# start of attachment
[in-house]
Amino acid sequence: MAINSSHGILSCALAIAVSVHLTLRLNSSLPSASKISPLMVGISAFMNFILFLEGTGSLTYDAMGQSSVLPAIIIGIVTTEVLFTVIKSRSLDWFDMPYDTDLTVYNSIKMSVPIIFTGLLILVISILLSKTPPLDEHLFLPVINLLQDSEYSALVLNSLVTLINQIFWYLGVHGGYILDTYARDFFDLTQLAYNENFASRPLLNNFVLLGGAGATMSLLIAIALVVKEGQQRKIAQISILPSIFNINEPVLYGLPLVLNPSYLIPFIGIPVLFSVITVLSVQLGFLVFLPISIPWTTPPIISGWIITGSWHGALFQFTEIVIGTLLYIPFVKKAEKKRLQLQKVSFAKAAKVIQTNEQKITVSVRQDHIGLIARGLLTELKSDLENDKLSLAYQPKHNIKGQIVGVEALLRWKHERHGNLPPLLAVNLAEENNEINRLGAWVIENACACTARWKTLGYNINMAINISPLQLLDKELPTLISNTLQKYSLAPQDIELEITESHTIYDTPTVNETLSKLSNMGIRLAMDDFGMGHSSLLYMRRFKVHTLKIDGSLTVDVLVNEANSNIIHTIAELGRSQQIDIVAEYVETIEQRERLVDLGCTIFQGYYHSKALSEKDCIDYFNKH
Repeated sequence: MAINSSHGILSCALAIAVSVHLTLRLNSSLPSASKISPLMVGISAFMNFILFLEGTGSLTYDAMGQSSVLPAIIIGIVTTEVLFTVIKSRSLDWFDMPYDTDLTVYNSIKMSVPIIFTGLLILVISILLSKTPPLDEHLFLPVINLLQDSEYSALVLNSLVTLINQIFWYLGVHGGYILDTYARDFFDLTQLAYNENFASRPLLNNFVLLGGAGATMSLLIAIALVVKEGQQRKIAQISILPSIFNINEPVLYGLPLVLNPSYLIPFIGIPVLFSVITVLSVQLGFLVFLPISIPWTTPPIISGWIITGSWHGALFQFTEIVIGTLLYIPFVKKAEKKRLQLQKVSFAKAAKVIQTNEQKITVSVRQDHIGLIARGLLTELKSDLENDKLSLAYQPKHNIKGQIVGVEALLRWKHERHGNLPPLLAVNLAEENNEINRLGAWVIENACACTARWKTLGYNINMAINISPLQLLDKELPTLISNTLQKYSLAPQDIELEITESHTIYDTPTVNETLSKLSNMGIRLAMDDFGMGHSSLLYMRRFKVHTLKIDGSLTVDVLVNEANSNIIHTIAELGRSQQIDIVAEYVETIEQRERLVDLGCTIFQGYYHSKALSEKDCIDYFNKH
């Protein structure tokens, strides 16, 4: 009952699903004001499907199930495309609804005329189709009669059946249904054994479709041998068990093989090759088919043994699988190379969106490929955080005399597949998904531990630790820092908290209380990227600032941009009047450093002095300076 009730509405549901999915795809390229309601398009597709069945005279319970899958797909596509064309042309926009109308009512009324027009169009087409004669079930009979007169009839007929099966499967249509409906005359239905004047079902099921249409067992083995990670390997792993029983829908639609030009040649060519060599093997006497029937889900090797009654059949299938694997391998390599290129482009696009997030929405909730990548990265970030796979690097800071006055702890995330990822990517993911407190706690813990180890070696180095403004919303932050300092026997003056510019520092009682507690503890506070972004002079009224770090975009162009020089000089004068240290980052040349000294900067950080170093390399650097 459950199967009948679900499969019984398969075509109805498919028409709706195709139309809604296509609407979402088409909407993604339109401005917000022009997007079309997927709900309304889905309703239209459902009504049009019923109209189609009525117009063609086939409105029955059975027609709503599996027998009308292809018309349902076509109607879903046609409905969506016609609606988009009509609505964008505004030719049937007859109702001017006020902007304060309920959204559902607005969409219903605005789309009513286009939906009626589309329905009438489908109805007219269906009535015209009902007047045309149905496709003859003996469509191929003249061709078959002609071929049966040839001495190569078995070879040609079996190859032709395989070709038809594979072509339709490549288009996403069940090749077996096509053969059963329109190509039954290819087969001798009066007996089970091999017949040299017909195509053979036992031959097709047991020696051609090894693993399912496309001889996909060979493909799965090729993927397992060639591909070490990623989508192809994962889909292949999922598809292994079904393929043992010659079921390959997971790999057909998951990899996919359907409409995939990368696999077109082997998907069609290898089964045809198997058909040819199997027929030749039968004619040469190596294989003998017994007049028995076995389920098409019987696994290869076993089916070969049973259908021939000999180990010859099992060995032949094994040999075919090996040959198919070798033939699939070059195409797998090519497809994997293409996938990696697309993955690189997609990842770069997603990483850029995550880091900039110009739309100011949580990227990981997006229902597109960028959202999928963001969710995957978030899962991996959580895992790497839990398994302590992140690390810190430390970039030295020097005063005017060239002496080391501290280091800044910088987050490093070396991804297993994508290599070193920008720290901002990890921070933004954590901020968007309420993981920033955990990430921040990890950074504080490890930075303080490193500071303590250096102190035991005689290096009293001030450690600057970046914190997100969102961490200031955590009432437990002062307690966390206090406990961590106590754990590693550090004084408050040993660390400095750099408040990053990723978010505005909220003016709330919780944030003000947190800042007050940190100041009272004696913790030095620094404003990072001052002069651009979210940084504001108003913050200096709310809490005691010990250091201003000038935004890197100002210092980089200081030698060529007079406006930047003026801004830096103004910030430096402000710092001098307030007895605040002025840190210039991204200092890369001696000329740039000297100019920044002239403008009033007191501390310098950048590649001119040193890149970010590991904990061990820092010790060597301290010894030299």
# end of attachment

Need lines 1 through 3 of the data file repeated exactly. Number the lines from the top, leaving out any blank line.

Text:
[in-house]
Amino acid sequence: MAINSSHGILSCALAIAVSVHLTLRLNSSLPSASKISPLMVGISAFMNFILFLEGTGSLTYDAMGQSSVLPAIIIGIVTTEVLFTVIKSRSLDWFDMPYDTDLTVYNSIKMSVPIIFTGLLILVISILLSKTPPLDEHLFLPVINLLQDSEYSALVLNSLVTLINQIFWYLGVHGGYILDTYARDFFDLTQLAYNENFASRPLLNNFVLLGGAGATMSLLIAIALVVKEGQQRKIAQISILPSIFNINEPVLYGLPLVLNPSYLIPFIGIPVLFSVITVLSVQLGFLVFLPISIPWTTPPIISGWIITGSWHGALFQFTEIVIGTLLYIPFVKKAEKKRLQLQKVSFAKAAKVIQTNEQKITVSVRQDHIGLIARGLLTELKSDLENDKLSLAYQPKHNIKGQIVGVEALLRWKHERHGNLPPLLAVNLAEENNEINRLGAWVIENACACTARWKTLGYNINMAINISPLQLLDKELPTLISNTLQKYSLAPQDIELEITESHTIYDTPTVNETLSKLSNMGIRLAMDDFGMGHSSLLYMRRFKVHTLKIDGSLTVDVLVNEANSNIIHTIAELGRSQQIDIVAEYVETIEQRERLVDLGCTIFQGYYHSKALSEKDCIDYFNKH
Repeated sequence: MAINSSHGILSCALAIAVSVHLTLRLNSSLPSASKISPLMVGISAFMNFILFLEGTGSLTYDAMGQSSVLPAIIIGIVTTEVLFTVIKSRSLDWFDMPYDTDLTVYNSIKMSVPIIFTGLLILVISILLSKTPPLDEHLFLPVINLLQDSEYSALVLNSLVTLINQIFWYLGVHGGYILDTYARDFFDLTQLAYNENFASRPLLNNFVLLGGAGATMSLLIAIALVVKEGQQRKIAQISILPSIFNINEPVLYGLPLVLNPSYLIPFIGIPVLFSVITVLSVQLGFLVFLPISIPWTTPPIISGWIITGSWHGALFQFTEIVIGTLLYIPFVKKAEKKRLQLQKVSFAKAAKVIQTNEQKITVSVRQDHIGLIARGLLTELKSDLENDKLSLAYQPKHNIKGQIVGVEALLRWKHERHGNLPPLLAVNLAEENNEINRLGAWVIENACACTARWKTLGYNINMAINISPLQLLDKELPTLISNTLQKYSLAPQDIELEITESHTIYDTPTVNETLSKLSNMGIRLAMDDFGMGHSSLLYMRRFKVHTLKIDGSLTVDVLVNEANSNIIHTIAELGRSQQIDIVAEYVETIEQRERLVDLGCTIFQGYYHSKALSEKDCIDYFNKH